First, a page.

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The Oxygen Effect (radiology)

The Oxygen Effect refers to the discovery (made in 1921) that living cells are significantly more damaged by radiation (X-ray, particle beams etc) in the presence of oxygen.

It's currently of particular significance to radiologists, who want to preserve cells undamaged (e.g.during medical X-rays) - or, when deliberately trying to damage cells in tumour radiation etc. The presence of oxygen can increase the rate of damage by up to 300%.

There are several theories which attempt to explain the effect - but no general agreement as yet.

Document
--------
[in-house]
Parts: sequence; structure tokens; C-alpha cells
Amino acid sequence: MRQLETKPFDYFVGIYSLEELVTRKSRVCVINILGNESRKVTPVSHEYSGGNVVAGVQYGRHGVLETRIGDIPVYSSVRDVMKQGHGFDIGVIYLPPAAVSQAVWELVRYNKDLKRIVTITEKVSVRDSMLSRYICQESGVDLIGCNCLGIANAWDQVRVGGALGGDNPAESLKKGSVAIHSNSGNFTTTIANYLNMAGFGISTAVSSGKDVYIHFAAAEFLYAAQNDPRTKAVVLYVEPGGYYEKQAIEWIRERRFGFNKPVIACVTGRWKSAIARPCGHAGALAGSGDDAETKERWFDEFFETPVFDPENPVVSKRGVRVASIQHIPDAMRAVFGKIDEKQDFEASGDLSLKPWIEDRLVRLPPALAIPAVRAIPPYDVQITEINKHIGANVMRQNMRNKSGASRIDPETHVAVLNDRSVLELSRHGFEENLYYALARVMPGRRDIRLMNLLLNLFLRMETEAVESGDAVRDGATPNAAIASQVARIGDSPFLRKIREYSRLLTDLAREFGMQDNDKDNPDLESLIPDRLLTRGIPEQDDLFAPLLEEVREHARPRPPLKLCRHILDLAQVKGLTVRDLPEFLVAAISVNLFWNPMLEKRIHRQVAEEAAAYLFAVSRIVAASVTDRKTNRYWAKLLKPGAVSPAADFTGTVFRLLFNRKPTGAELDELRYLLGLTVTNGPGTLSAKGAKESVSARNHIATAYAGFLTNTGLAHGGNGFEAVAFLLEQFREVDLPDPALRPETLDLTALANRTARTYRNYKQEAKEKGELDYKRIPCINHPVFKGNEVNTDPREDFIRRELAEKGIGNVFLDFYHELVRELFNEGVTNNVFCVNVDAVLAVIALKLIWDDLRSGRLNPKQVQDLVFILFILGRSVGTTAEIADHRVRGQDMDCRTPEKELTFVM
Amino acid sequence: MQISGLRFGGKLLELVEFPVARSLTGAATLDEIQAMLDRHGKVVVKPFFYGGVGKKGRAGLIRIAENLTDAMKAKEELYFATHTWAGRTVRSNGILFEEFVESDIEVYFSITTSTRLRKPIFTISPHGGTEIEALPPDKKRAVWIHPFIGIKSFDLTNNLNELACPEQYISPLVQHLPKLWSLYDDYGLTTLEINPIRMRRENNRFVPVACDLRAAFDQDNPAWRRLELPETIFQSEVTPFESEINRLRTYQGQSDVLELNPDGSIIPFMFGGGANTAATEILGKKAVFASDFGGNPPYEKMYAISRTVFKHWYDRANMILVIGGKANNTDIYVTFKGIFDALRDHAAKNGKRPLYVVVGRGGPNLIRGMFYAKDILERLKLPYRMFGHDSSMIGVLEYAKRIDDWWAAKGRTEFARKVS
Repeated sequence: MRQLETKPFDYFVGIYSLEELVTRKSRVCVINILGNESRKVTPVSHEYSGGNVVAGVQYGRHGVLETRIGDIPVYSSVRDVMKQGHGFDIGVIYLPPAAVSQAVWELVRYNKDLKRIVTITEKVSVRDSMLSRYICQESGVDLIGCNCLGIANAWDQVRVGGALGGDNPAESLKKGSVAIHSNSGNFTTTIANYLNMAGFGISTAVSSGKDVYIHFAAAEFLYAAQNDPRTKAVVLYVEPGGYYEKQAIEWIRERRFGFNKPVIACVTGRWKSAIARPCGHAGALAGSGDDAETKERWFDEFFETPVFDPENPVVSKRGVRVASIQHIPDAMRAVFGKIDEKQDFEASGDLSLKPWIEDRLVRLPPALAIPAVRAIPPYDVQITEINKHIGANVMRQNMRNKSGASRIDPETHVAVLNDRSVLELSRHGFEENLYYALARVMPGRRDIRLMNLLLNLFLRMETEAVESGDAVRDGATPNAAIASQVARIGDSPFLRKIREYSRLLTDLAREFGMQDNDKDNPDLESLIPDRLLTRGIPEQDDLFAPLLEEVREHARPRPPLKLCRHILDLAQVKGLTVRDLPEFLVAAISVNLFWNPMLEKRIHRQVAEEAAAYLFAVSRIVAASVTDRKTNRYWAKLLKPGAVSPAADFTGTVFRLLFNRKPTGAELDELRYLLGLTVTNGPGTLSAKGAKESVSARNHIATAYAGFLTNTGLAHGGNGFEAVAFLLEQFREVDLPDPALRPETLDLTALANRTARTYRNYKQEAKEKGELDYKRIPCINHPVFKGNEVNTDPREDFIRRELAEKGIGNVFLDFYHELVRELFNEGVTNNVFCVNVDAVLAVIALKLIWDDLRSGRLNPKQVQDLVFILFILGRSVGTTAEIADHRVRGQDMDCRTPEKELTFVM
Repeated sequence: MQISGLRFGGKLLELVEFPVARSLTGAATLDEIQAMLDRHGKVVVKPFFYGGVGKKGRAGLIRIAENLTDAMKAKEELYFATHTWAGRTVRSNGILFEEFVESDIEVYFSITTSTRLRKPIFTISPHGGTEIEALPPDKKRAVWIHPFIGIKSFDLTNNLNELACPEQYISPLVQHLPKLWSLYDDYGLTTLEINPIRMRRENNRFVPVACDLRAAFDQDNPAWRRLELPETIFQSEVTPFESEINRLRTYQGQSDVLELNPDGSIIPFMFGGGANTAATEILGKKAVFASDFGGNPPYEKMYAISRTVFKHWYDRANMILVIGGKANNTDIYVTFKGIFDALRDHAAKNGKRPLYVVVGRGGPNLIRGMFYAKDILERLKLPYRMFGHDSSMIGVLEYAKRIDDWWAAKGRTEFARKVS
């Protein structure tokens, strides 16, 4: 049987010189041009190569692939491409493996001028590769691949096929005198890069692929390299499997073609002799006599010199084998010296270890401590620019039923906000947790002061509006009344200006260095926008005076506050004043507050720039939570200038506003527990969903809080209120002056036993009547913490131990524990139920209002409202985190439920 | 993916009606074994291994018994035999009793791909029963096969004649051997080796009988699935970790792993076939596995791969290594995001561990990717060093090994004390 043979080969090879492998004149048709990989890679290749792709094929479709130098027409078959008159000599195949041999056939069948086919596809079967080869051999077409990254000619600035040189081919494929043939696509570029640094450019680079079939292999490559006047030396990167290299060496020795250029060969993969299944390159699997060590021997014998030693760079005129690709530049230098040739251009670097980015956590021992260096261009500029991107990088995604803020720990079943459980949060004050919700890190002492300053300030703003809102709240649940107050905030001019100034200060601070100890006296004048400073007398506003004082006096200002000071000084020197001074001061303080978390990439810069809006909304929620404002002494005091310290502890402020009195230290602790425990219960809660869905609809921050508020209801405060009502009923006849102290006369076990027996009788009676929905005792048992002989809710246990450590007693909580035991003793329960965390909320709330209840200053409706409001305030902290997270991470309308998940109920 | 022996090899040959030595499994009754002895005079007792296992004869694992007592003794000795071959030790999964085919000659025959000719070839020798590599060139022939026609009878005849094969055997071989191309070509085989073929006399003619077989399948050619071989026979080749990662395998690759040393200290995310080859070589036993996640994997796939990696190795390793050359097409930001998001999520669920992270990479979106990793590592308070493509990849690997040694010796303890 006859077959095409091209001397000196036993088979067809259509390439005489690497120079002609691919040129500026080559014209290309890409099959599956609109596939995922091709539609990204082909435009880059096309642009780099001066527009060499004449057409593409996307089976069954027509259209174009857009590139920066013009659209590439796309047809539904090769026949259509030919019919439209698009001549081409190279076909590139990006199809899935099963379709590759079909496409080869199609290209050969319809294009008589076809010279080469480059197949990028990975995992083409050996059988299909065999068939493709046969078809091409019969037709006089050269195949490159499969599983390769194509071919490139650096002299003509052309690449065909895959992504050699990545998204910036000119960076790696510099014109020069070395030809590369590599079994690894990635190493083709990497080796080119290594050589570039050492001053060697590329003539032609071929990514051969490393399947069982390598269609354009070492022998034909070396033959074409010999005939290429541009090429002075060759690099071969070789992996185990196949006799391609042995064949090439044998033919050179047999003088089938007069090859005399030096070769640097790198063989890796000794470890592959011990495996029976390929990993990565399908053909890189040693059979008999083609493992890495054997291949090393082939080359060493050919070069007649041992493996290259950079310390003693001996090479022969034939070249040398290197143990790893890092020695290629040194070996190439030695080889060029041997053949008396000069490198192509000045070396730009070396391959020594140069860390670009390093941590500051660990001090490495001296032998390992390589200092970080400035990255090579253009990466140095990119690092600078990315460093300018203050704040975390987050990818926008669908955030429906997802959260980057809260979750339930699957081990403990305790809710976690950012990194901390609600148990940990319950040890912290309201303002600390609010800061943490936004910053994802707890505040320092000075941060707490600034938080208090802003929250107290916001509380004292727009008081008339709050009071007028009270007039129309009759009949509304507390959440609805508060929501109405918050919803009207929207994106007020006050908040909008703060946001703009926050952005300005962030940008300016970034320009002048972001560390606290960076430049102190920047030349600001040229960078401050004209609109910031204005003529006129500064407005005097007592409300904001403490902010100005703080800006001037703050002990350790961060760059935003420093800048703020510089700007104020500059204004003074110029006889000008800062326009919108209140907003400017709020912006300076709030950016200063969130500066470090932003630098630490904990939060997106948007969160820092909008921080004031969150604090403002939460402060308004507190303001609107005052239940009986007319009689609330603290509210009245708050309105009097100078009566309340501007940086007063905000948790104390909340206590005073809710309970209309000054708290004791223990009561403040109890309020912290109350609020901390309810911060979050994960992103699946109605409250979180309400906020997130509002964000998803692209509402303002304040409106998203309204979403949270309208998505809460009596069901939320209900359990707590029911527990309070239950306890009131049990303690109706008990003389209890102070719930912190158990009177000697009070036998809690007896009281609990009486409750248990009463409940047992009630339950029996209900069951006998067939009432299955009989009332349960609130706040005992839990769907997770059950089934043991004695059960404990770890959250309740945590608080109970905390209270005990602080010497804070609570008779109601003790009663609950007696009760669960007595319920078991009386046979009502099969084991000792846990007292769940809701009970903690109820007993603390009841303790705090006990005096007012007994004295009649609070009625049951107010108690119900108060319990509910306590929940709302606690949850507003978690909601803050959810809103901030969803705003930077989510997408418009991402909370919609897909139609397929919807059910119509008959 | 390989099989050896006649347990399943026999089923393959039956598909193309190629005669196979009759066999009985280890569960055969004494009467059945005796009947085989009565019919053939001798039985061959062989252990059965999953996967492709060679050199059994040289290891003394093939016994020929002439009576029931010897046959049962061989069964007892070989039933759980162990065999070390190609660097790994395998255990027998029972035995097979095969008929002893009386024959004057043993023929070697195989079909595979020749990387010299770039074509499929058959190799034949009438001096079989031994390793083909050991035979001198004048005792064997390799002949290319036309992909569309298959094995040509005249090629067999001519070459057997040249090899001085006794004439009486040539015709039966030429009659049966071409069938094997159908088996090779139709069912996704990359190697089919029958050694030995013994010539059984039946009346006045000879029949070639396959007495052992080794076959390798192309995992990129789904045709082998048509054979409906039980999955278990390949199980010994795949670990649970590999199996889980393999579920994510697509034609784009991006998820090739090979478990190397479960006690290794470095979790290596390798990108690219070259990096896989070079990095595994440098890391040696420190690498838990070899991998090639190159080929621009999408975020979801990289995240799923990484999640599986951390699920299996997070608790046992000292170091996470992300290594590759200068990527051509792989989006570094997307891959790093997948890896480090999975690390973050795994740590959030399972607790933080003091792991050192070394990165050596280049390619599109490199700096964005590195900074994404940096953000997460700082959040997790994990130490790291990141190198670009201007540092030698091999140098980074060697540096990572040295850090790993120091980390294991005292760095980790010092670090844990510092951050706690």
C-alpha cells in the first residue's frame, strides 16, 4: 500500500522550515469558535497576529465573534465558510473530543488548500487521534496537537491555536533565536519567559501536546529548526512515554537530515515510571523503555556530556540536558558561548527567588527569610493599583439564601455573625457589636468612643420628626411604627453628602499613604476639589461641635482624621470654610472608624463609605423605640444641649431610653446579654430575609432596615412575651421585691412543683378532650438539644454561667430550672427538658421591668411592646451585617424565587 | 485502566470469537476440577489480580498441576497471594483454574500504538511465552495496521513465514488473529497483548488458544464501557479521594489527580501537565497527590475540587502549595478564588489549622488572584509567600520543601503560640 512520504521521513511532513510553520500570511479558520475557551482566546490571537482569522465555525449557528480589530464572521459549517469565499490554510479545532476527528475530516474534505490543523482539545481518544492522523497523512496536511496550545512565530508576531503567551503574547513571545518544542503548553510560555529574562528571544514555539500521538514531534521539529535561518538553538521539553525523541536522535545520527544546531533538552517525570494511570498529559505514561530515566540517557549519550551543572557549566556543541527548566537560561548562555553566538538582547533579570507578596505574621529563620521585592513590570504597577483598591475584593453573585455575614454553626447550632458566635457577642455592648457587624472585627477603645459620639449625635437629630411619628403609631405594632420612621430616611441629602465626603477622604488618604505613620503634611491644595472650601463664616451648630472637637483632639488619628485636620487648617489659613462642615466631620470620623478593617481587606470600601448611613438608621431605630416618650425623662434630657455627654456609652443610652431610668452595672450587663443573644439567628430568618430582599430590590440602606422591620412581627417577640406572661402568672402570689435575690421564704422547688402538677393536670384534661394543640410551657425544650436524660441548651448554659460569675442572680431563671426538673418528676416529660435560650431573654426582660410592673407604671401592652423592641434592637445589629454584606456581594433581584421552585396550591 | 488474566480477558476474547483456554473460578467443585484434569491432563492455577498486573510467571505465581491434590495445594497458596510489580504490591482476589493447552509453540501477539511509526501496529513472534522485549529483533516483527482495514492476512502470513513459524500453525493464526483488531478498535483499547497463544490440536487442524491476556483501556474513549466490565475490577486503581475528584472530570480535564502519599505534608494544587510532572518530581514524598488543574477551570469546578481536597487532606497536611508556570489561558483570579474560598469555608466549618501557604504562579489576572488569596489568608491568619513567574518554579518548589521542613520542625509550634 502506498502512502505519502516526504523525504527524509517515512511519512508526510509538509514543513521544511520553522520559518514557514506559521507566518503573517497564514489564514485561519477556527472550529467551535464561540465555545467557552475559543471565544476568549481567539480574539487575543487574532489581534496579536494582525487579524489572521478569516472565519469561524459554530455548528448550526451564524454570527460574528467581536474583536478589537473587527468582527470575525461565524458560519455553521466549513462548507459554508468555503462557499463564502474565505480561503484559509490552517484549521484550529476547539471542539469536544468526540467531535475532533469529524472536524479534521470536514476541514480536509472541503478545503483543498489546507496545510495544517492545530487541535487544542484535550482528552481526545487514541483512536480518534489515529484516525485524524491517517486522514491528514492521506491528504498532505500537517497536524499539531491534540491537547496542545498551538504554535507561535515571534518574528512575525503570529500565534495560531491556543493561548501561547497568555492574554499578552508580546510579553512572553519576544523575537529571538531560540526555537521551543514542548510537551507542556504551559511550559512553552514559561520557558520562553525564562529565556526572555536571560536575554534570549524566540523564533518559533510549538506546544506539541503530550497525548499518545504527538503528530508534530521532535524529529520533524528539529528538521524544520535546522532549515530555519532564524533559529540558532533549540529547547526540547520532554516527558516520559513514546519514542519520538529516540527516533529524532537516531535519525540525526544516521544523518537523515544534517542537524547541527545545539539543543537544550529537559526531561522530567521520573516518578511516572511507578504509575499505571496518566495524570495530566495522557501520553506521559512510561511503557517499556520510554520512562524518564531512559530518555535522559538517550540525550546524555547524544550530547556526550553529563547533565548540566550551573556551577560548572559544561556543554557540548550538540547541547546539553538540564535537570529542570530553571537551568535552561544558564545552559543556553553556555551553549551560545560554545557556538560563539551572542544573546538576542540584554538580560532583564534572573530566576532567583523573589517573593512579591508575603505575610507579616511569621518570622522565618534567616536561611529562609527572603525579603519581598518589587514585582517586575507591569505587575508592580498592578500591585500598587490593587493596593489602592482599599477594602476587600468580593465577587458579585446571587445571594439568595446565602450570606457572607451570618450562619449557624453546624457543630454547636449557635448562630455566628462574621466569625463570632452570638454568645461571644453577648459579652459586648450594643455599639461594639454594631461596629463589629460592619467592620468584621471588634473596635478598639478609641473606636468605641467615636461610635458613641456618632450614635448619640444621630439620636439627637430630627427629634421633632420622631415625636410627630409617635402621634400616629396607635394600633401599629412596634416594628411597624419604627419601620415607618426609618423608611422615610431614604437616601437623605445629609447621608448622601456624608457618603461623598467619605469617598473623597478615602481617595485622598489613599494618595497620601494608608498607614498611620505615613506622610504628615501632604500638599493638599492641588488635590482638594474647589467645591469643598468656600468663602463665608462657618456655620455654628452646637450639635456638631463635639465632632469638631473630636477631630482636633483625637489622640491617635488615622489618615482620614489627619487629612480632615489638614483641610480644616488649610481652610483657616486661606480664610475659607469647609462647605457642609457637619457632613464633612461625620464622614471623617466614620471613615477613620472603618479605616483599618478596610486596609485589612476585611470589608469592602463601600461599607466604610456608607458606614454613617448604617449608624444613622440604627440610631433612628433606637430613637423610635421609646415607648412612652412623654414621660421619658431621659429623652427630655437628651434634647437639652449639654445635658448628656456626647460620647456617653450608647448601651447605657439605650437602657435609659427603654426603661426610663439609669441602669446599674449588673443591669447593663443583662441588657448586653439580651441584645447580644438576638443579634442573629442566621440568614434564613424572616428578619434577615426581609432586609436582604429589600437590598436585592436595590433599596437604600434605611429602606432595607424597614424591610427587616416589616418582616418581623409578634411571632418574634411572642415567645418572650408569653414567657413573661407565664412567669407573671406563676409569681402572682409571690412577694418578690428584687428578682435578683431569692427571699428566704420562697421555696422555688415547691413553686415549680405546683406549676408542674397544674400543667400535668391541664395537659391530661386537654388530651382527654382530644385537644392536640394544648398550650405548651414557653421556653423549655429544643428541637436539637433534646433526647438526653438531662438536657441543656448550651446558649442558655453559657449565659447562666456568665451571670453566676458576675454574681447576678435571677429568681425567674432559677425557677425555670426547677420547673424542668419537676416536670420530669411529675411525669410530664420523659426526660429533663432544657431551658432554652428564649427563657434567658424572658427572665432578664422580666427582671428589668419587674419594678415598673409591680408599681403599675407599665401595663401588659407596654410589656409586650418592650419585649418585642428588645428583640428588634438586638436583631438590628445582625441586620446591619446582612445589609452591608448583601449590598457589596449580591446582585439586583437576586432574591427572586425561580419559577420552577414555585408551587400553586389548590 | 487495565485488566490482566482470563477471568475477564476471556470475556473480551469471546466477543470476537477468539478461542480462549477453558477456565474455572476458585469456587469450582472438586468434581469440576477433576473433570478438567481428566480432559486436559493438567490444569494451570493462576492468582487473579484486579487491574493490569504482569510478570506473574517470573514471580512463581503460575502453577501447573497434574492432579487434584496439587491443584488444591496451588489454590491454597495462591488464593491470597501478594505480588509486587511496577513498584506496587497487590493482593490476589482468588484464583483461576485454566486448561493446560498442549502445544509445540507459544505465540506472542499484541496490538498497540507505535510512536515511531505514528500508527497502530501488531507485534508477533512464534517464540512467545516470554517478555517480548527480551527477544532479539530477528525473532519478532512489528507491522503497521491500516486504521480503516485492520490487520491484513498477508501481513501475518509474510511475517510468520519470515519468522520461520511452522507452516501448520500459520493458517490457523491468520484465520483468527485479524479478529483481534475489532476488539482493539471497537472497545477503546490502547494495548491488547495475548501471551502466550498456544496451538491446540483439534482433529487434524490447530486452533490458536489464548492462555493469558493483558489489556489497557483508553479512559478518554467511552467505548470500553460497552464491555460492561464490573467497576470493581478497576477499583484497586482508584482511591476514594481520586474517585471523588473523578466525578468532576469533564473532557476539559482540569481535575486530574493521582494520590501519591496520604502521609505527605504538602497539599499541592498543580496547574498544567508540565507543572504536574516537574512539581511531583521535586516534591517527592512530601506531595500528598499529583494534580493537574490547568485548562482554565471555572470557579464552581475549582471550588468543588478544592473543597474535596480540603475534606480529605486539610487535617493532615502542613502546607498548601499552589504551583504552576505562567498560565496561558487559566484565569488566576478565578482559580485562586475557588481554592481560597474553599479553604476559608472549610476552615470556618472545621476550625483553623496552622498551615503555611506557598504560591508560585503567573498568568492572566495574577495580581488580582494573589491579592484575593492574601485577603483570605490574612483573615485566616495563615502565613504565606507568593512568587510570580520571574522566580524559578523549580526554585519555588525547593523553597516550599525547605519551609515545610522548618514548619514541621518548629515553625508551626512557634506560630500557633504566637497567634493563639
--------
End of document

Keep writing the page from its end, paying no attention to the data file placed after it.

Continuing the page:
The best known explanation of the oxygen effect is the oxygen fixation hypothesis developed by Alexander in 1962, which posited that radiation-induced non-restorable or "fixed" nuclear DNA lesions are lethal to cells in the presence of diatomic oxygen. Recent hypotheses include one based on oxygen-enhanced damage from first principles.. Another hypothesis posits that ionizing radiation provokes mitochondria to produce reactive oxygen (and nitrogen species), which are leakage during oxidative phosphorylation that varies with a hyperbolic saturation relationship observed with both the oxygen and nitric oxide effects

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